During the early twentieth century, music halls for deaf persons were once found in certain metropolitan centers. These recital halls enabled nerve-deaf persons to hear music through handheld electrodes. Modifying the appliances in order to allow considerable freedom of movement, several such places allowed deaf people to dance. Holding the small copper rods, wired to a network on the ceiling, musical sounds and rhythms could be felt and heard directly. Physiophony, more recently termed “neurophony” holds the secret of a new technology. Physiophony, rediscovered of late, facilitates hearing in those afflicted with nerve-deafness.

    Meucci discovered two distinct forms of vocal communication: physiophony and acoustic telephony. Meucci’s next experiments dealt with the development of a means for separating the physiophonic action from the human body entirely. He developed working systems to serve each of these modes, with primary emphasis on acoustic telephony. Replacing tissues of the mouth with a separate vibrating medium required extending the cork-fixed electrodes.

    Meucci coiled thin and flexible copper wire so that it could freely vibrate in a heavy paper cone. Once more, Meucci varied the experiment. This time his own oral electrode would be enclosed in a heavy paper cone. Again each subject was asked to talk into the first cone-encased electrode as Meucci listened at the other terminal. Each time, speech was heard as vibrating air. This was his first acoustic transmitter-receiver.

    Meucci wrote up all these findings in 1849…when Alexander Graham Bell was just 2 years old. Living in Havana at the time, Meucci conceived of the first telephonic system. He imagined that American industry would allow infinite production of his new technology. A telephonic system would revolutionize any nation which engineered its proliferation.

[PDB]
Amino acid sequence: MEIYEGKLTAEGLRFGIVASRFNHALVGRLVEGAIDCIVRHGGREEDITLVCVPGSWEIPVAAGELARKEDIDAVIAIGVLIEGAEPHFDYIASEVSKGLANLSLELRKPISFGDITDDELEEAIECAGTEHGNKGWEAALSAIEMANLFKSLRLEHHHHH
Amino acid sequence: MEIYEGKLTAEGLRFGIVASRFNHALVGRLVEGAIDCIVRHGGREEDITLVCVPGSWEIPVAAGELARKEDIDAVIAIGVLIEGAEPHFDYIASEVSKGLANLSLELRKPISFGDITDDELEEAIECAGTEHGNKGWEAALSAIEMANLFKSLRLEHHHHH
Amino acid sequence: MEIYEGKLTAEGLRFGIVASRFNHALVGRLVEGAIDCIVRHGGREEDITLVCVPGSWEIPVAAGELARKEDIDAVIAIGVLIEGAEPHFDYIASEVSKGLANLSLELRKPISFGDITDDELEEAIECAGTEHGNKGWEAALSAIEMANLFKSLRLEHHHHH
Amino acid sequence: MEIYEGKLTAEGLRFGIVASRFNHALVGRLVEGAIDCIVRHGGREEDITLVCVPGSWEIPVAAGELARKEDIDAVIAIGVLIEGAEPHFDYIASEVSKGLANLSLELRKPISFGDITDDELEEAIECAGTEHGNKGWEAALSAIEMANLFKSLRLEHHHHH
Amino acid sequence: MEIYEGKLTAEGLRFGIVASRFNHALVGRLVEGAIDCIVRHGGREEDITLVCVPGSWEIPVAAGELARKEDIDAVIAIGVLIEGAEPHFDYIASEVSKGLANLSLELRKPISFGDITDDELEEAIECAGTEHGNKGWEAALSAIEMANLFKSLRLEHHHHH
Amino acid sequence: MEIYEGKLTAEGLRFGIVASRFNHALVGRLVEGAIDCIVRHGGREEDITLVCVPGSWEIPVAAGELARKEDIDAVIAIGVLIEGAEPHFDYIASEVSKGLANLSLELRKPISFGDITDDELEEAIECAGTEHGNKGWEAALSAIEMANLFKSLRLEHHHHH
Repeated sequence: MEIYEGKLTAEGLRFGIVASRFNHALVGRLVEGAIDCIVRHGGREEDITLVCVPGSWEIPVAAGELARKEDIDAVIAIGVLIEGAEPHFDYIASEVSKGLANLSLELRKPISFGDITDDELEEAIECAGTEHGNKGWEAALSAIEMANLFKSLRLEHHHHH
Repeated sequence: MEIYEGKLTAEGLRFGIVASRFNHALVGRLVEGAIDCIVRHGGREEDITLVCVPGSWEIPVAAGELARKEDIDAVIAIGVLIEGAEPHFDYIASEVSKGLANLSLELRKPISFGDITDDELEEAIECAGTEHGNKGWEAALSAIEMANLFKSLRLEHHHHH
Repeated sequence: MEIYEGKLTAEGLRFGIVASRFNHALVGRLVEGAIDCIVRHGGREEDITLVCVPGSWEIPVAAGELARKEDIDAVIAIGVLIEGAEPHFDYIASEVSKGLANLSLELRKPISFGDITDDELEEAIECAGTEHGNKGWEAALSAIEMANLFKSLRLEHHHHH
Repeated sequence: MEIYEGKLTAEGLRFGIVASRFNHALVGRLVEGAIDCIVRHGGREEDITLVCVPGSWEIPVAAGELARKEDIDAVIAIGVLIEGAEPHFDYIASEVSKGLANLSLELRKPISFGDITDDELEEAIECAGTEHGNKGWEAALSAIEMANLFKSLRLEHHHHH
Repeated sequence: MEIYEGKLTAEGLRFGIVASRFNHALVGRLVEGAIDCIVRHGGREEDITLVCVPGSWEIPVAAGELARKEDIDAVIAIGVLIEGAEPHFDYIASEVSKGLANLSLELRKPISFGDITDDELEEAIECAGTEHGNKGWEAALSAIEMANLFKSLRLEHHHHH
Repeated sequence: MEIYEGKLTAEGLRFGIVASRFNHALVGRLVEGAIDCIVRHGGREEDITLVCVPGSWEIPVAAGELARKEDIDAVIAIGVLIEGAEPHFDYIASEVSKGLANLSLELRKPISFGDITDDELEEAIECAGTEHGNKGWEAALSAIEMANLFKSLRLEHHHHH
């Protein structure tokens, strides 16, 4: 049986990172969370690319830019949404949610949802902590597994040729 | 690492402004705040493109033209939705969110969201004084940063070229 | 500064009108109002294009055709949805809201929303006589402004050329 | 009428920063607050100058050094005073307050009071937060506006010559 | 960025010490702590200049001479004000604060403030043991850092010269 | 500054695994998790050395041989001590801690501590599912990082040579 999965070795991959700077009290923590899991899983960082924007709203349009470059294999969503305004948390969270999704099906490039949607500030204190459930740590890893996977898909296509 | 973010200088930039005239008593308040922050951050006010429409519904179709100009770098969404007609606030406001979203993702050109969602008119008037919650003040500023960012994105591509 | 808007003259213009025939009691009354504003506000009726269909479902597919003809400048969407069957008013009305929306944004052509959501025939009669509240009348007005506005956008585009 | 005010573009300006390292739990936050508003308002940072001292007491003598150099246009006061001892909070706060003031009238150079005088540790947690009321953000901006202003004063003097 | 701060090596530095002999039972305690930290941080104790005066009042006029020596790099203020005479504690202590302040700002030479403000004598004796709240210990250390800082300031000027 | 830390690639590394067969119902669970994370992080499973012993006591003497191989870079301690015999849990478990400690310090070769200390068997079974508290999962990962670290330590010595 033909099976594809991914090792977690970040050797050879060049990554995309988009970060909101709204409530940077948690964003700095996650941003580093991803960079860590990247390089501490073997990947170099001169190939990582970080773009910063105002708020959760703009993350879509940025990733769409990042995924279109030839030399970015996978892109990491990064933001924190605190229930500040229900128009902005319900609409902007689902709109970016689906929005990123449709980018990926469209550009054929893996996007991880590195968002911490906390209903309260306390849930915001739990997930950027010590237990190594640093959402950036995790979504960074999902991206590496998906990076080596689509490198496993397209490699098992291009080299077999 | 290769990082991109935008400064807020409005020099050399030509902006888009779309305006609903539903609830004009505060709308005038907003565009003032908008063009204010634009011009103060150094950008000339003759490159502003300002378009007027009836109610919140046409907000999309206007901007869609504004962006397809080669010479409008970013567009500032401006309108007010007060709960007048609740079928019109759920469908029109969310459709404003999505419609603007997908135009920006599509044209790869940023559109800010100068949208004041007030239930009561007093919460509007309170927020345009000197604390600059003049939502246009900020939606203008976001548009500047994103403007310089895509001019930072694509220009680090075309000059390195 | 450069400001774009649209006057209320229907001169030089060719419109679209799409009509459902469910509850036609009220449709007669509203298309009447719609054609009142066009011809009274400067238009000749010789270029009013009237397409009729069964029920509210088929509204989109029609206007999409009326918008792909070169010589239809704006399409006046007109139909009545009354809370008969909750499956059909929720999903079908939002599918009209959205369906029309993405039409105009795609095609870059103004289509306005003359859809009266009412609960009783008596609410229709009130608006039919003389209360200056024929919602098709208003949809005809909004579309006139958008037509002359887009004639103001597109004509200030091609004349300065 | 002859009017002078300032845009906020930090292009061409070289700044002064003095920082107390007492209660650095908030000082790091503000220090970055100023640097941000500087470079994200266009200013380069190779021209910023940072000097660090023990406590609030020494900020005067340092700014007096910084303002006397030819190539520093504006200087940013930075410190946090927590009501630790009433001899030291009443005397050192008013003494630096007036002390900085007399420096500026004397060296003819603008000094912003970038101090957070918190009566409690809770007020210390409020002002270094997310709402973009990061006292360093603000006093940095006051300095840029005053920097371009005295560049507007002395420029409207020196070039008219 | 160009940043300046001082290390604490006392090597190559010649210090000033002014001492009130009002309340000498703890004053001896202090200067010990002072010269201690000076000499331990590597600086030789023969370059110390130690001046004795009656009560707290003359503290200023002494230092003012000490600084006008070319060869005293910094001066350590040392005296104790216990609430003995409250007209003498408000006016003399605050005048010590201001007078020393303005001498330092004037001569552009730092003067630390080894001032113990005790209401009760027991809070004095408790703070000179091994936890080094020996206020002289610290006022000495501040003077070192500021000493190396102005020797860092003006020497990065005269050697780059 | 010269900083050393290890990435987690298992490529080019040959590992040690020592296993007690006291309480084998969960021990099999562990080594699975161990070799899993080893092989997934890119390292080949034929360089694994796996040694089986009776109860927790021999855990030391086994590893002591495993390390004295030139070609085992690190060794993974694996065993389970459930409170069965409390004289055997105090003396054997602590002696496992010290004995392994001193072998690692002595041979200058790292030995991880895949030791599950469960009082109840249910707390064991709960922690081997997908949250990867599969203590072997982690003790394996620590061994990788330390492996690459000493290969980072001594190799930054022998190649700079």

Freedom doors were not swung open in wide and unconditional welcome for Europeans during the latter 1800’s. Strict immigration laws forbade Europeans from even entering New York Harbor. It was more difficult, if not impossible, to find employment. New arrivals in America faced difficult, almost inhuman conditions. No support systems existed in the land of free-enterprise. No catch-nets for failed attempts in the land of the free.

    True and unresisted freedom was reserved only for the upper class, who had already begun regulating and eliminating their possible competitors. Every means by which that prized upper position might be usurped was destroyed. Forgotten discoveries and inventions flowed like blood under the heavy arm of the robber baron.

    The “New World” was not anxious to welcome these people. Discrimination against European immigrants went unbridled, unrepresented, and unchallenged. When American doors finally did open, there were no sureties for those who came to work and live in the New World. There was no promise, no meal, no housing, no job, no emergency support. To be in America meant to be on your own in America.

    Prejudice against the “foreigners” was vicious during this time period. Immigrants who imagined a better life to the northlands would be sadly disappointed at first. Many of these newcomers preferred the temporary pain of atrocious city ghettoes simply because their eyes were on the future.

    Europeans arriving in America came with trades and skills. Master craftsmen and technicians in their Old World guilds, these “unwelcomed” eventually won the hardened industrial establishment with their good works, many of them later forming the real core of American Industry. It is not accidental that Thomas Edison hired European craftsmen exclusively. In less than two generations the children of these brave individuals became leaders of their professions, giving the leukemic nation its periodically required red blood.